Swing Door Forward and Lift Out of Track
This step is for doors that are operating on a J-Track. If you are removing a door on a trolley system, skip ahead to the next step.
Once the trim is fully removed, you will close the pocket door completely. Then from the bottom of the door, you will pull the door outwards towards you. Some doors may be tight in the door frame, so take your time with the process if you need to preserve the door.
After you have been able to swing the door outward, you will push the door upward to lift the wheels out of the J-Track. This may take time and some extra maneuvering to be sure the door is at the right angle to be lifted out. Also, try to assess the weight of the door before taking on this project on your own in case you will need help once the door is released.
Release Trolley Mechanism
If you are removing a newer pocket door that uses a trolley system, it’ll likely be helpful to have help. This process involves releasing a lever or pin that is securing the door to the track, and the door will then be released. Having another set of hands will stabilize the door to make this a safer process and protect and preserve the door.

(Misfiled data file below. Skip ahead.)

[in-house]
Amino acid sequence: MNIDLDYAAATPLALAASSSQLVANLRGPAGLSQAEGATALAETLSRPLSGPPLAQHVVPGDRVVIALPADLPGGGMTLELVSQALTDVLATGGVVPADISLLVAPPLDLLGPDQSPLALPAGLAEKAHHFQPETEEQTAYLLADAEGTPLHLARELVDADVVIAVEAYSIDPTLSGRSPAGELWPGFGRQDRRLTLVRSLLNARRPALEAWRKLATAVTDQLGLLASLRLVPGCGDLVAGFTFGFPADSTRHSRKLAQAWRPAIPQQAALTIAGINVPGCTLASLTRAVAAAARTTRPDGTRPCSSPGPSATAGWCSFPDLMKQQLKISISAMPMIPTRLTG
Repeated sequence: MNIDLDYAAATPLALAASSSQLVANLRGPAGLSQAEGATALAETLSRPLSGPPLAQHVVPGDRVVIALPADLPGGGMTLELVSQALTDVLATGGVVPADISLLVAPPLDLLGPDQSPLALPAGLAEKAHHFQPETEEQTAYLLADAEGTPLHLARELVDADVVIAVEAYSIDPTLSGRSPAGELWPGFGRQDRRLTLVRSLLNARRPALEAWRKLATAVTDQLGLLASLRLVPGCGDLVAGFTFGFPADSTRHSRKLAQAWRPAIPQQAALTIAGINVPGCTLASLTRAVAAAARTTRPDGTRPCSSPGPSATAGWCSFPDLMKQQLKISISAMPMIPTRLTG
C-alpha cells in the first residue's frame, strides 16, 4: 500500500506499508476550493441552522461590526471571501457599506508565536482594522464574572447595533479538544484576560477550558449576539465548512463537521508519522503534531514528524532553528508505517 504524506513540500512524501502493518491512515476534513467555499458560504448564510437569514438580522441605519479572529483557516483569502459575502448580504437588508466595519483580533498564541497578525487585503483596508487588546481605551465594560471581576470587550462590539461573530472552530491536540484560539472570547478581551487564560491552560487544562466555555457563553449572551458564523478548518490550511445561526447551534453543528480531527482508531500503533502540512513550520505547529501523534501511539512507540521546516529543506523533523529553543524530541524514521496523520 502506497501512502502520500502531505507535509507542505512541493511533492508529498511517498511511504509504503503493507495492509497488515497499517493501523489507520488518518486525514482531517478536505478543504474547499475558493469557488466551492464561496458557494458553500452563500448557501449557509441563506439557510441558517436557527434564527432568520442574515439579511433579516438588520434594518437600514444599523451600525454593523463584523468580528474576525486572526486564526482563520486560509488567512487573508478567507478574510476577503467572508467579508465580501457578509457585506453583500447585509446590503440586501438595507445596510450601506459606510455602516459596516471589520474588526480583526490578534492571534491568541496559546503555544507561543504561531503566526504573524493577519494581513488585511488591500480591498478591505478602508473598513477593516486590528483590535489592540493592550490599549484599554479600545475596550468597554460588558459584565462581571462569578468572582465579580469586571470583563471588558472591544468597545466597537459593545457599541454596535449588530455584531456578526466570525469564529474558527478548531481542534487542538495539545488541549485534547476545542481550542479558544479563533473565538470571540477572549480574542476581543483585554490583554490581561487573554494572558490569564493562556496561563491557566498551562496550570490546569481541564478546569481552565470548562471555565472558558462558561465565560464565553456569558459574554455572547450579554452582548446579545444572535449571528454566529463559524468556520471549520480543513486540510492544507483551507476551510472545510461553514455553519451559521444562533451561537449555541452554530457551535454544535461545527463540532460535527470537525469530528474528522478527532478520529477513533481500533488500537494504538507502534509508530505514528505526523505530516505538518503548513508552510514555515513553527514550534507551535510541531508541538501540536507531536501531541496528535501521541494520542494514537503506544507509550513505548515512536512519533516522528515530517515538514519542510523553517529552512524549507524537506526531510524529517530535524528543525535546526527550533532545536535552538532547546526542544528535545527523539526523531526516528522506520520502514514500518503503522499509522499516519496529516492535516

Different manufacturers use different systems and mechanisms. But a commonly used hanger set is pictured here.
As you can see underneath the brass piece of this hanger set, there is the white plastic piece with the middle’s gray lever. By using a screwdriver and pressing into the gray piece, this hanging mechanism will drop, releasing the pocket door. Not all hanger sets will look exactly like this one, but with careful examination, it should become clear where the lever is, and many times it can be simply released with a screwdriver.